A half-mile down the dusty road of a northern California ranch stands a large, black rectangle, silhouetted against the afternoon sun. Under a black water-resistant cover sit nine of the most sophisticated compost piles on earth. They’re squeezed together with large hay bales. Buried inside are moisture and gas sensors, thermometers, air ventilators, and strangely, lots of prescription drugs.
This is the site of an experiment by Gary Andersen, a researcher at the Lawrence Berkeley National Lab. With prescription drugs and antibiotics increasingly appearing in our drinking water or taken up by plants, Andersen wants to know whether the same tiny microorganisms that chew up your coffee grounds and apple cores, can also be used to destroy drugs so they don’t wind up in our environment.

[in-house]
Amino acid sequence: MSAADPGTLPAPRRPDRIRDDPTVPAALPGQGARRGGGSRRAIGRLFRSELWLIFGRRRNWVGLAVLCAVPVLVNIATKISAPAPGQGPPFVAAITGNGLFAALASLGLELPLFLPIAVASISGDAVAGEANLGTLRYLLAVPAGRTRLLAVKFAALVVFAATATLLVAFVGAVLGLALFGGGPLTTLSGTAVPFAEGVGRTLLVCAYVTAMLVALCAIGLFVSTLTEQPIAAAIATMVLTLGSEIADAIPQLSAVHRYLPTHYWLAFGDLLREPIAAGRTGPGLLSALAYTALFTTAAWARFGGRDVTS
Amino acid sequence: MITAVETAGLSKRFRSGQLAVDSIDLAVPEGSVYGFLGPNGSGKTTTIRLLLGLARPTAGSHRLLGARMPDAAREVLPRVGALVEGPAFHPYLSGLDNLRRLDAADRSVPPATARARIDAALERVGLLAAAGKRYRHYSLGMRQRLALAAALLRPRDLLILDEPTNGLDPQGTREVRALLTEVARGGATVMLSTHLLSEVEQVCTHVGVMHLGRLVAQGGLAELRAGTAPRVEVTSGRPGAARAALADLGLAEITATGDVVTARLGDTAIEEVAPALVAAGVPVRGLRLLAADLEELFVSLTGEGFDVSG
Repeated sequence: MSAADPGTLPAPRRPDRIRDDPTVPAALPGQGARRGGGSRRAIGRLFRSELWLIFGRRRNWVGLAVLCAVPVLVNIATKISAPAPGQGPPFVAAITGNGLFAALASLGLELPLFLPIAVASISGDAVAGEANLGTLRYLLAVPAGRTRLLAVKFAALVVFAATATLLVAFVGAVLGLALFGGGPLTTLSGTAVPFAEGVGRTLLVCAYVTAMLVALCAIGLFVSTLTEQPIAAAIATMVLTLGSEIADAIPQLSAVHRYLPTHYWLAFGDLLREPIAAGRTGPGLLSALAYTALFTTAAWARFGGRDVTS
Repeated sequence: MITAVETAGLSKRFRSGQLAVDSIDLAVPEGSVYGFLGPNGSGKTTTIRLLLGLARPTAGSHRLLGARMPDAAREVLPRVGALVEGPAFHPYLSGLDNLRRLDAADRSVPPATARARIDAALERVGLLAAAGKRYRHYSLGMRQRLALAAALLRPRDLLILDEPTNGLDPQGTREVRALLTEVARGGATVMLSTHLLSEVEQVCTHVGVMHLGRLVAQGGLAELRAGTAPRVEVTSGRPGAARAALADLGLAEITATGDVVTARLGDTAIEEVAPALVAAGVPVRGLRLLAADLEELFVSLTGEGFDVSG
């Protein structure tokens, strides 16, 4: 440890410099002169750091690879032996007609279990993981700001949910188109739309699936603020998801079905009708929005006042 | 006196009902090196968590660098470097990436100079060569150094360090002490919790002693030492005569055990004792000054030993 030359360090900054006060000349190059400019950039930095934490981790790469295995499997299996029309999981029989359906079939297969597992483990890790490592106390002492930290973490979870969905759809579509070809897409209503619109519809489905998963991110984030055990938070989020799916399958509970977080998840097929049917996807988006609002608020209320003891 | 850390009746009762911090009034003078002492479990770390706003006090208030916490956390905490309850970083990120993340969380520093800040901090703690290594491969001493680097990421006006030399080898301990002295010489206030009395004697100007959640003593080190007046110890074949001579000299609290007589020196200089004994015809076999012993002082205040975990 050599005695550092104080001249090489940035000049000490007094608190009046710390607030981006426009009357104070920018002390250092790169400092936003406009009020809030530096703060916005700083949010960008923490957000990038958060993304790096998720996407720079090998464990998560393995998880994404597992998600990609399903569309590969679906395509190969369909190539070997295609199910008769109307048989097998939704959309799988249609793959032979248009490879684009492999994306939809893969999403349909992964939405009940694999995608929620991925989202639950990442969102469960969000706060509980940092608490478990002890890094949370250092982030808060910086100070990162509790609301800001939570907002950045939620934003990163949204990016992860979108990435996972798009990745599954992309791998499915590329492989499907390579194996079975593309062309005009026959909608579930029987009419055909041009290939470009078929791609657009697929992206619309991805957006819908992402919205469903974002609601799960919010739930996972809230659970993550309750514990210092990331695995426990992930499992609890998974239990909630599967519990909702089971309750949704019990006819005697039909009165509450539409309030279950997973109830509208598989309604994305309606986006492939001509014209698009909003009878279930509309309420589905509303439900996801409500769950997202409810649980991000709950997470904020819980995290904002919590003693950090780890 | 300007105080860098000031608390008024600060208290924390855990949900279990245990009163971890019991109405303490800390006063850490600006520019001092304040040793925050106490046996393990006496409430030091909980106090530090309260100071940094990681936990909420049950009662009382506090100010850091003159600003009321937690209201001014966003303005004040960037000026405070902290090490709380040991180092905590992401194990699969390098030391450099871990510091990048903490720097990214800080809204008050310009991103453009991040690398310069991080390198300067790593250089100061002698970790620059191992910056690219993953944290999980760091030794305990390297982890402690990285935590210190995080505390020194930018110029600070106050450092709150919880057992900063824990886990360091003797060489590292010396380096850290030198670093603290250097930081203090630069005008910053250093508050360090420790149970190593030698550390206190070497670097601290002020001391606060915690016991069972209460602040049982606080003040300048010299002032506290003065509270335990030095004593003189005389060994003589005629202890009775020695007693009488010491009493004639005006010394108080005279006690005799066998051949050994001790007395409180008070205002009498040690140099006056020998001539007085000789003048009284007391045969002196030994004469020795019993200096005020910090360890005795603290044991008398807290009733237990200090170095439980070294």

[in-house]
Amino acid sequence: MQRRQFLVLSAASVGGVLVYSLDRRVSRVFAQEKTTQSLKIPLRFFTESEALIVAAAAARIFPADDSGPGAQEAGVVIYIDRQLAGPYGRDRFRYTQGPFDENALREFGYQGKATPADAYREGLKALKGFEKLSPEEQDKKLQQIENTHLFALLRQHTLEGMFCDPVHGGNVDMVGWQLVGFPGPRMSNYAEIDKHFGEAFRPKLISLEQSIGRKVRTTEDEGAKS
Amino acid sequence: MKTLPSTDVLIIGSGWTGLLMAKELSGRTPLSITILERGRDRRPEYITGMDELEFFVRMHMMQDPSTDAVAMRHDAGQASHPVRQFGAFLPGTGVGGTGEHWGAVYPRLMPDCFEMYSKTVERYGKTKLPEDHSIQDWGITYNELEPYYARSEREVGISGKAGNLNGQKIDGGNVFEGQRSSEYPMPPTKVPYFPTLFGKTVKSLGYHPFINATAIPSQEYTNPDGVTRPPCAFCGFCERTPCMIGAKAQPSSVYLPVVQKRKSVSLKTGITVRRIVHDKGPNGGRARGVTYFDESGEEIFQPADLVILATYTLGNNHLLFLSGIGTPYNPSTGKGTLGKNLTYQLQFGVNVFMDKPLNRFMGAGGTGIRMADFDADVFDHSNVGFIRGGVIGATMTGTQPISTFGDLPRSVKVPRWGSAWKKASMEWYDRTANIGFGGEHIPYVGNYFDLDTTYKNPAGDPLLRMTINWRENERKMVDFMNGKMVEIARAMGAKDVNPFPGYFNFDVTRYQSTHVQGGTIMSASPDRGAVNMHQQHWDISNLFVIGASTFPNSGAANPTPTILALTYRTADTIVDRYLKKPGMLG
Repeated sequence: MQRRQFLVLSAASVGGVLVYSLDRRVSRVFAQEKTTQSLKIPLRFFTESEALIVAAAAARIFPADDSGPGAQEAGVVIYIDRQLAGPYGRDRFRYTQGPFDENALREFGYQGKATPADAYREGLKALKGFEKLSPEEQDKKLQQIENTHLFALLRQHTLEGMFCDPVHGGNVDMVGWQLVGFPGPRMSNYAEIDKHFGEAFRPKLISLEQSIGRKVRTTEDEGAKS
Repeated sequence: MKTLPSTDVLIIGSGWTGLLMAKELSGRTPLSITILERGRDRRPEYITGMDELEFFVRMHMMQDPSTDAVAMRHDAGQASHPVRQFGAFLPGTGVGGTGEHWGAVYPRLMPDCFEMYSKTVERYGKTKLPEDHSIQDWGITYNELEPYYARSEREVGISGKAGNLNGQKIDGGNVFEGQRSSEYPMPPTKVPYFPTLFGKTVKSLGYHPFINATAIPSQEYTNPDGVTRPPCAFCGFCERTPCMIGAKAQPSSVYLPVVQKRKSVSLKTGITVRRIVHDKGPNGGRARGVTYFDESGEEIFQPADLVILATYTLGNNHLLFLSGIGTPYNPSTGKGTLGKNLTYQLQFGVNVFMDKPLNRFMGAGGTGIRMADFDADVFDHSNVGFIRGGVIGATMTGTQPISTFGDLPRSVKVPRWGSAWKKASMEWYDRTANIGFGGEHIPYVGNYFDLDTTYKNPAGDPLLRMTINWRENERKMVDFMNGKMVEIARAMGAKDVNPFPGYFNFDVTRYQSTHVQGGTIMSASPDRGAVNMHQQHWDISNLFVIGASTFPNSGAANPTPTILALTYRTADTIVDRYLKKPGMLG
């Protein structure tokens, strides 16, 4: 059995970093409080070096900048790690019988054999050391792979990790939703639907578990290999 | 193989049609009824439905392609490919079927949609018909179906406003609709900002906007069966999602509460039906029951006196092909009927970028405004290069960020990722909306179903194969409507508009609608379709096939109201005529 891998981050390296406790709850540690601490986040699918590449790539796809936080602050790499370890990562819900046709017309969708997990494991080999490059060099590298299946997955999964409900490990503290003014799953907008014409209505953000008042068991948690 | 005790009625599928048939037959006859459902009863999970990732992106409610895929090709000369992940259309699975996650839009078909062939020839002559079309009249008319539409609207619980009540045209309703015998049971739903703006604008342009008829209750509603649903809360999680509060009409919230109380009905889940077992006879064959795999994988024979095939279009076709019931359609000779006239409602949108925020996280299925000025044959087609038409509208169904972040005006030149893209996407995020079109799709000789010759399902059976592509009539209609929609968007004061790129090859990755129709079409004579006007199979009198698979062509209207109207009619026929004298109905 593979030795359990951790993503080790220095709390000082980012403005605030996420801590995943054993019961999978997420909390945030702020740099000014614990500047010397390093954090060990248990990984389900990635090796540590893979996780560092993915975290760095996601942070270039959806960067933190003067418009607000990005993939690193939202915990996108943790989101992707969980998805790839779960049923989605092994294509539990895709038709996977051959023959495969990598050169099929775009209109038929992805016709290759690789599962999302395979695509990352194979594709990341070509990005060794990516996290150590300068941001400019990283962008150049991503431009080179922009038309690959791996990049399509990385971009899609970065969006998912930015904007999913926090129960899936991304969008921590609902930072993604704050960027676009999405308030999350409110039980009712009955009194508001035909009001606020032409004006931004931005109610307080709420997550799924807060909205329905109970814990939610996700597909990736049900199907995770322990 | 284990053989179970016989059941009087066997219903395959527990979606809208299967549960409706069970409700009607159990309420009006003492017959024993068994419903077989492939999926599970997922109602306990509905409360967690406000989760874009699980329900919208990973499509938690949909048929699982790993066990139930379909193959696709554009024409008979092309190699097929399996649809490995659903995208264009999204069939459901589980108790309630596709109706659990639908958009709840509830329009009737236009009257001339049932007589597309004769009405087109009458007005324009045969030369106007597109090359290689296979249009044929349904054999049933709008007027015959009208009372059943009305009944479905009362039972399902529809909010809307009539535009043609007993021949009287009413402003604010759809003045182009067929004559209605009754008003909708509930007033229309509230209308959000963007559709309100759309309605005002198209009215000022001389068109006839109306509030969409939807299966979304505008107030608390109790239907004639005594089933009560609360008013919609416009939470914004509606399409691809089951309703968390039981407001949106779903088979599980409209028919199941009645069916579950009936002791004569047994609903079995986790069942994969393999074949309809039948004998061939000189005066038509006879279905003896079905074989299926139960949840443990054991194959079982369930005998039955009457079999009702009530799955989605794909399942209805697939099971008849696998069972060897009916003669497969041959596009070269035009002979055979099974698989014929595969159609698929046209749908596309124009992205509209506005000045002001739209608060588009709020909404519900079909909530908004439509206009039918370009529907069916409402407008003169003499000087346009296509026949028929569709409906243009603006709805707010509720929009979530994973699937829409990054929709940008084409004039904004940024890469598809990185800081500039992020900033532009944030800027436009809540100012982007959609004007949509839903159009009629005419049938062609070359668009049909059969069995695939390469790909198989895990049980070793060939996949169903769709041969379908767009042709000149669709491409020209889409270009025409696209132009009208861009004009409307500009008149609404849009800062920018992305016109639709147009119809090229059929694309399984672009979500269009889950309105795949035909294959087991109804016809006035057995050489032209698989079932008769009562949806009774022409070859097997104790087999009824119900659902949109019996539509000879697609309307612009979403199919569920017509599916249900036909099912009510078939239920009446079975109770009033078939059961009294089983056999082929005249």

Andersen’s office is perched above the University of California, Berkeley campus on a hillside at the Lawrence Berkeley National Lab. The government-funded lab is better known as the home of super-computers and subatomic particle research, than studies about the potential benefits of compost. Andersen, who resembles a slightly older version of comedian Steve Carell, is a senior scientist here, and the head of the lab’s Ecology Department.
Several years ago, Andersen was studying water quality in Marin County, north of San Francisco. Marin is home to a host of dairies and ranches, and Andersen was studying sewage pollution from livestock and community septic systems on California beaches when he began wondering: was there another way to dispose of these pesky sewage outflows? Then the idea of compost came up.